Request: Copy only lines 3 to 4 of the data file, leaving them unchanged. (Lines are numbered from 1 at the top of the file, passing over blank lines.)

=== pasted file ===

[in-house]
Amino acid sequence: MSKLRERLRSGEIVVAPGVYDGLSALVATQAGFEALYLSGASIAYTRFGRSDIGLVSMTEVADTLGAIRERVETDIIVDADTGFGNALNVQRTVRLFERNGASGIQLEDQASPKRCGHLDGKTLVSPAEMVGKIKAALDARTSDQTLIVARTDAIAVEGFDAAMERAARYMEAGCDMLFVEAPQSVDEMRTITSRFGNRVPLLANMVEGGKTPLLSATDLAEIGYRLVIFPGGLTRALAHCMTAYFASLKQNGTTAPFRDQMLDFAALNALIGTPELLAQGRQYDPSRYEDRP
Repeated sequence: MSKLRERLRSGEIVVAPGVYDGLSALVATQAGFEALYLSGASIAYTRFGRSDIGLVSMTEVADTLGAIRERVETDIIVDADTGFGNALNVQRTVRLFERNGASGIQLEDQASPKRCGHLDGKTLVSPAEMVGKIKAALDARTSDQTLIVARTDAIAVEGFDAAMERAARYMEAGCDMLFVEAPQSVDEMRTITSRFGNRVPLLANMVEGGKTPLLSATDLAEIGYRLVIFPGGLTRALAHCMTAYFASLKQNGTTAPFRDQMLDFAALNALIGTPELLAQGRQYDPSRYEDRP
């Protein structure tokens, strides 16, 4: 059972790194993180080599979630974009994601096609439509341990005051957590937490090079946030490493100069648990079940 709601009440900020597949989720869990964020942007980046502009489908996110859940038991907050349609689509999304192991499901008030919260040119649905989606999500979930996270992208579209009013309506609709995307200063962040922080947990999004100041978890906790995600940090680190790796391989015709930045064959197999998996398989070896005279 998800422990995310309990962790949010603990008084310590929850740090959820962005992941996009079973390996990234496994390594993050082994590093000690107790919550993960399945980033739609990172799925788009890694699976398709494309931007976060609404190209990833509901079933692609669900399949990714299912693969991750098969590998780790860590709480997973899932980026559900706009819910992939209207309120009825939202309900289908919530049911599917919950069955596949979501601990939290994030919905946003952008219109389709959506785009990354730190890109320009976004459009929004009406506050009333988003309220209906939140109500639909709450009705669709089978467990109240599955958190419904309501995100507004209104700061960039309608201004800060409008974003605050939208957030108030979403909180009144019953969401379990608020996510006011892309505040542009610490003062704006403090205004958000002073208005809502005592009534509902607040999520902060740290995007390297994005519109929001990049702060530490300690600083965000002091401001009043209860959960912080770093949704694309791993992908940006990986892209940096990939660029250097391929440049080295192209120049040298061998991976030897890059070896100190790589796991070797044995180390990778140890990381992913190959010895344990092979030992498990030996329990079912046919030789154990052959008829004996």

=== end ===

Repeated sequence: MSKLRERLRSGEIVVAPGVYDGLSALVATQAGFEALYLSGASIAYTRFGRSDIGLVSMTEVADTLGAIRERVETDIIVDADTGFGNALNVQRTVRLFERNGASGIQLEDQASPKRCGHLDGKTLVSPAEMVGKIKAALDARTSDQTLIVARTDAIAVEGFDAAMERAARYMEAGCDMLFVEAPQSVDEMRTITSRFGNRVPLLANMVEGGKTPLLSATDLAEIGYRLVIFPGGLTRALAHCMTAYFASLKQNGTTAPFRDQMLDFAALNALIGTPELLAQGRQYDPSRYEDRP
């Protein structure tokens, strides 16, 4: 059972790194993180080599979630974009994601096609439509341990005051957590937490090079946030490493100069648990079940 709601009440900020597949989720869990964020942007980046502009489908996110859940038991907050349609689509999304192991499901008030919260040119649905989606999500979930996270992208579209009013309506609709995307200063962040922080947990999004100041978890906790995600940090680190790796391989015709930045064959197999998996398989070896005279 998800422990995310309990962790949010603990008084310590929850740090959820962005992941996009079973390996990234496994390594993050082994590093000690107790919550993960399945980033739609990172799925788009890694699976398709494309931007976060609404190209990833509901079933692609669900399949990714299912693969991750098969590998780790860590709480997973899932980026559900706009819910992939209207309120009825939202309900289908919530049911599917919950069955596949979501601990939290994030919905946003952008219109389709959506785009990354730190890109320009976004459009929004009406506050009333988003309220209906939140109500639909709450009705669709089978467990109240599955958190419904309501995100507004209104700061960039309608201004800060409008974003605050939208957030108030979403909180009144019953969401379990608020996510006011892309505040542009610490003062704006403090205004958000002073208005809502005592009534509902607040999520902060740290995007390297994005519109929001990049702060530490300690600083965000002091401001009043209860959960912080770093949704694309791993992908940006990986892209940096990939660029250097391929440049080295192209120049040298061998991976030897890059070896100190790589796991070797044995180390990778140890990381992913190959010895344990092979030992498990030996329990079912046919030789154990052959008829004996």